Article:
Concurrently, students in the first two years are enrolled in the Physicianship Program. This program introduces students to various aspects of medicine and provides hands-on physical examination training. Students obtain clinical experience starting in the first weeks of school as they are required to work alongside a mentoring physician in pediatrics, internal medicine, or family medicine. An evidence-based medicine (EBM) course is included during the second year. A USMLE Step 1 passing score is required for promotion into the clinical years. USMLE Step 2 CK and CS must be taken by November 1 of the fourth year, and passing both is required for graduation.
- J. M. Adams - Member of the Wisconsin State Assembly in 1870
- Charles Erwin Booth - Member of the Wisconsin State Assembly
- Henry Arthur Callis - One of the founders of Alpha Phi Alpha
- Myron S. Cohen - Protocol chair for the HPTN 052 study which was regarded by the journal Science as the breakthrough of the year in 2011 
- Daniel Downs - Member of the Wisconsin State Assembly and of the Wisconsin State Senate
- Samuel Abbott Ferrin - Member of the Wisconsin State Assembly
- Evarts Graham- Thoracic surgeon best known for his research linking smoking to lung cancer
- Andrew Caldwell Mailer - Member of the Wisconsin State Senate from 1897 to 1901
- Robert E. Minahan - Mayor of Green Bay, Wisconsin
- Clem Neacy - End and tackle in the NFL, surgeon
- David J. Peck - In 1847, became the first African American to receive a Doctor of Medicine degree from an American medical school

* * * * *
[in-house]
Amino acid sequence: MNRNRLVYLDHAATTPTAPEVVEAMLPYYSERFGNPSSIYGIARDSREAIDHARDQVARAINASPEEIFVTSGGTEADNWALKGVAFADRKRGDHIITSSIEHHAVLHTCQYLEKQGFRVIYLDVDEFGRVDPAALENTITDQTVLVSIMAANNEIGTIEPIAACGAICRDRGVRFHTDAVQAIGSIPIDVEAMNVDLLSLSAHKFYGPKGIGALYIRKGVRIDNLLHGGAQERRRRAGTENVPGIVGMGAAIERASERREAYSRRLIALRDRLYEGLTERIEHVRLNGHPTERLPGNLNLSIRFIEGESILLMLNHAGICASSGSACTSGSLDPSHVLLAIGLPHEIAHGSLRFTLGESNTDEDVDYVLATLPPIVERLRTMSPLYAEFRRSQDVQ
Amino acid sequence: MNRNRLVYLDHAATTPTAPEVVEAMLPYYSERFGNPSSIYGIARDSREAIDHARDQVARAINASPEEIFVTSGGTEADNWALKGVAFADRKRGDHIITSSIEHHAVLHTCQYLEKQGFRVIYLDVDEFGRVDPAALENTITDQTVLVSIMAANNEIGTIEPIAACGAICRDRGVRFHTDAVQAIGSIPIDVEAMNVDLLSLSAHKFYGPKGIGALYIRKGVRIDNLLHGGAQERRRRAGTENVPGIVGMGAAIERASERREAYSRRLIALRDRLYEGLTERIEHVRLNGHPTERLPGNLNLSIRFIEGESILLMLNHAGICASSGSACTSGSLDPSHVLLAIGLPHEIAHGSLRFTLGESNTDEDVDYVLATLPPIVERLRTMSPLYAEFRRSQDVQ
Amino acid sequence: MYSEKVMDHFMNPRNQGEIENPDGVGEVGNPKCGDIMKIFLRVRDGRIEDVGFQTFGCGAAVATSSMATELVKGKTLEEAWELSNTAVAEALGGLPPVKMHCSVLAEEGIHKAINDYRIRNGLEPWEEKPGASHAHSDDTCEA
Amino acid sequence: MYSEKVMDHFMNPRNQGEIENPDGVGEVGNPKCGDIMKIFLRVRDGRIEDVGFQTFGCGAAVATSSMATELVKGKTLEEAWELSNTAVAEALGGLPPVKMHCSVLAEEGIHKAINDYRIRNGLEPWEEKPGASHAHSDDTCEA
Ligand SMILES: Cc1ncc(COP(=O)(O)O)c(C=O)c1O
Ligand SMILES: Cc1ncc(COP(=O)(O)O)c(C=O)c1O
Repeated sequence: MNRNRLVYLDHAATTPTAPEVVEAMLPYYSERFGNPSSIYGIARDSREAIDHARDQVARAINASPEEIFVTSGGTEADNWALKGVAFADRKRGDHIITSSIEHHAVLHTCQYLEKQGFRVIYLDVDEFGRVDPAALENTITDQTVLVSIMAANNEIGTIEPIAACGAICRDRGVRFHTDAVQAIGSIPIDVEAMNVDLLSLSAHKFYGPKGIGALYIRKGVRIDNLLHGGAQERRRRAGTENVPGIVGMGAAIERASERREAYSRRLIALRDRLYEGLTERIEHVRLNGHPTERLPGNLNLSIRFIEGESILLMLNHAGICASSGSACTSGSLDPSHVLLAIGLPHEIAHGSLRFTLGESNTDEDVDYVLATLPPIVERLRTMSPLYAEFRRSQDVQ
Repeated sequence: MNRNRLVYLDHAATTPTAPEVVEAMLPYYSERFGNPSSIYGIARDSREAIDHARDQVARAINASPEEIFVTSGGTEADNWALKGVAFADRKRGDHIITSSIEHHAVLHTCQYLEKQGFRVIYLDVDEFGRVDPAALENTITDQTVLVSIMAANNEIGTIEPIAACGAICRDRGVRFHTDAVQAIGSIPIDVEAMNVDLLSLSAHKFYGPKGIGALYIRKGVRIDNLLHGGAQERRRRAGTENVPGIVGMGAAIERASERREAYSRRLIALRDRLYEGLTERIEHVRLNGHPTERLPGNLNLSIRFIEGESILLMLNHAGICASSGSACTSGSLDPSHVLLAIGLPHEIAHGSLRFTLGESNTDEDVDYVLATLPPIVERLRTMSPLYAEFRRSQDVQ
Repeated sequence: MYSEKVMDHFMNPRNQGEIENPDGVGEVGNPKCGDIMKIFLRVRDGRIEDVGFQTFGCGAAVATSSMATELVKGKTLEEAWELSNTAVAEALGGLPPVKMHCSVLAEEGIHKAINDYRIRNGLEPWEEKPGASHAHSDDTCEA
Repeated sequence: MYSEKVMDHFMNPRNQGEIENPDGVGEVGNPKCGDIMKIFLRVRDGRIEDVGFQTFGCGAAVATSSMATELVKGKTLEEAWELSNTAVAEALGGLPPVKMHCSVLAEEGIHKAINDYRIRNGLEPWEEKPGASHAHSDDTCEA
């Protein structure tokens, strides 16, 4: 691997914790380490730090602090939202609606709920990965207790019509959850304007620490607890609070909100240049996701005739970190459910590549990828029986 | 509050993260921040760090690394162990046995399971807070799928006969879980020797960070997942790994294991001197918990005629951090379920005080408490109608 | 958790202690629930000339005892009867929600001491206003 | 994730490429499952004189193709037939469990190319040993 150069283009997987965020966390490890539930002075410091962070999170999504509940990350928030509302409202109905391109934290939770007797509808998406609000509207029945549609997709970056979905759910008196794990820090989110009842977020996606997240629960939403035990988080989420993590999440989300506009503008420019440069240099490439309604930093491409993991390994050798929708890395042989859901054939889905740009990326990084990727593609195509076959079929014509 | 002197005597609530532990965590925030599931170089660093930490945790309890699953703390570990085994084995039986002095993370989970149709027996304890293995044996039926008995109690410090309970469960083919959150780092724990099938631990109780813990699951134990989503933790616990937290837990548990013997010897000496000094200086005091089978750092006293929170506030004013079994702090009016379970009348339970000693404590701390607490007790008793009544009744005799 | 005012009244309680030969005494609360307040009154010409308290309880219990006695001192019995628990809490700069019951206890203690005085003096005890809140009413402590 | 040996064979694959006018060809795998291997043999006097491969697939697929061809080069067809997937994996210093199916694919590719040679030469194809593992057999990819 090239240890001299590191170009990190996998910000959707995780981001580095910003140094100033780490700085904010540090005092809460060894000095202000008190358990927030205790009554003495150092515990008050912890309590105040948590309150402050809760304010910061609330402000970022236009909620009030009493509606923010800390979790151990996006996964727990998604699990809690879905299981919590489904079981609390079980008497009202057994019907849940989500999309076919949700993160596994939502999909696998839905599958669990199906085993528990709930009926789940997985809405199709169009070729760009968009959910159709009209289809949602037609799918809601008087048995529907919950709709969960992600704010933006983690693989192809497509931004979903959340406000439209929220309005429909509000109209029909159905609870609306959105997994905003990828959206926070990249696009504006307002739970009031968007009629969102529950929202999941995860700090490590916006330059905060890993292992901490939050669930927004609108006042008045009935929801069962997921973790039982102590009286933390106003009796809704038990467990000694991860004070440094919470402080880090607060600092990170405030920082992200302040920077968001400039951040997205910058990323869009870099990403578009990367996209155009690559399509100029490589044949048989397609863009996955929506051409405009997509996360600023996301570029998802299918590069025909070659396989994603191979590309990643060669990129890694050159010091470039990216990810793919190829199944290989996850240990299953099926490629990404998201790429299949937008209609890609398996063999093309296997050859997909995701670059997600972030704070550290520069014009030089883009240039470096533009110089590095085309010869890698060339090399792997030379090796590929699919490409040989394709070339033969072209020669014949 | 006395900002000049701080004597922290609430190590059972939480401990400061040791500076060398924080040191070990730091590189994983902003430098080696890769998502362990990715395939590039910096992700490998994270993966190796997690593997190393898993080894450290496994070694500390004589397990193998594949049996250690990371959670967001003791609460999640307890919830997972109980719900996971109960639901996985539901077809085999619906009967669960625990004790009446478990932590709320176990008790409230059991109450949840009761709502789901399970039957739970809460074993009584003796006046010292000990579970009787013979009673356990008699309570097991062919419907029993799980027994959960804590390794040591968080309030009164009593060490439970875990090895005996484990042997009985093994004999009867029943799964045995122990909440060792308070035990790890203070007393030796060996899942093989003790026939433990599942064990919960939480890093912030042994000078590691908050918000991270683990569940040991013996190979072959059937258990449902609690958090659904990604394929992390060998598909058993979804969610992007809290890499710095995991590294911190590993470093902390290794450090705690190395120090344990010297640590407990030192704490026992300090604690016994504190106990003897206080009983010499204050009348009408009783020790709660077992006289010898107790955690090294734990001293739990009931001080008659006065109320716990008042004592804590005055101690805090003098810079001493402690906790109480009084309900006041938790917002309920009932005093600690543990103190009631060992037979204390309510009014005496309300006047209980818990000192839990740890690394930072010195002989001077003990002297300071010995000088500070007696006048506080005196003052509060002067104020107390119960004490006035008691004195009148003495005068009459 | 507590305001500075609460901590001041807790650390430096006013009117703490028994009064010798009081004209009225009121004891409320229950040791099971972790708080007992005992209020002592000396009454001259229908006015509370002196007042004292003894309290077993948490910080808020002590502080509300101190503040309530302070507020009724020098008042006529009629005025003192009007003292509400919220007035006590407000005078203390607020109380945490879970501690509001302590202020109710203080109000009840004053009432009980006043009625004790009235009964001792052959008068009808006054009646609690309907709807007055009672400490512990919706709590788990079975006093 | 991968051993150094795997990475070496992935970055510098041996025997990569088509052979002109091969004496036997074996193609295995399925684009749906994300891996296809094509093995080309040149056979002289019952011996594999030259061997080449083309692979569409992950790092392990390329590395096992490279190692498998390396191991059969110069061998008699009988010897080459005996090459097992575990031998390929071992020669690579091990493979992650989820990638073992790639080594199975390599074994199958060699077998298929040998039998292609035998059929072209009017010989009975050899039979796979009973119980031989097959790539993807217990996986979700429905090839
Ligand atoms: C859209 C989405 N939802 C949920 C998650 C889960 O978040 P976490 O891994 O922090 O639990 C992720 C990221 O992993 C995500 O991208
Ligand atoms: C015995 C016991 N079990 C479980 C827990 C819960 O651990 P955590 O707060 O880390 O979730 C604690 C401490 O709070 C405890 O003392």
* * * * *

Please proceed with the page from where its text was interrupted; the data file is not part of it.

- C. A. Robins - Governor of Idaho (1947–1951)
- Dean Harold Noyes, Dean of Oregon Dental School
- Benoni Reynolds - Member of the Wisconsin State Assembly in 1876 and of the Wisconsin State Senate from 1878 to 1879
- James C. Reynolds - Member of the Wisconsin State Assembly and of the Wisconsin State Senate
- Esther Somerfeld-Ziskind - neurologist and psychiatrist
- Henry Tazelaar - lung, heart and transplant pathologist
- Robert Holbrook Smith ("Dr. Bob") - Co-founder of Alcoholics Anonymous
- James Oliver Van de Velde, Bishop of Chicago, founder of hospital taken over by Rush Medical College
- Rush University Medical Center
- Rush University
- edu/CampusWWW/Companion/rush_benjamin.html Benjamin Rush
- "Rush > RMC At-A-Glance".
- THE LEGISLATIVE MANUAL OF THE STATE OF WISCONSIN (9th ed.). Madison, Wis. 1870. p. 368. Retrieved 2015-09-28.
- "JEWEL HENRY ARTHUR CALLIS". Alpha Phi Alpha Fraternity, Inc – Omicron Delta Lambda Chapter. Retrieved February 6, 2014.
- "The Runners-Up". Science 334 (6063): 1629. 2011. doi:10.1126/science.334.6063.1629.
- "Evarts Ambrose Graham" (PDF). National Academy of Science. Retrieved January 30, 2014.
- Journal of the American Medical Association, Volume 53, Part 2. American Medical Association. 1909. p. 2120.
- "Clem Neacy: All-Pro Guard, Boxer and Surgeon" (PDF). The Coffin Corner. Retrieved February 5, 2014.
- THE BLUE BOOK OF THE STATE OF WISCONSIN. 1891. p. 579. Retrieved 2015-08-03.
- Irons, Ernest E. (1953). The Story of Rush Medical College. Chicago: Board of Trustees of Rush Medical College.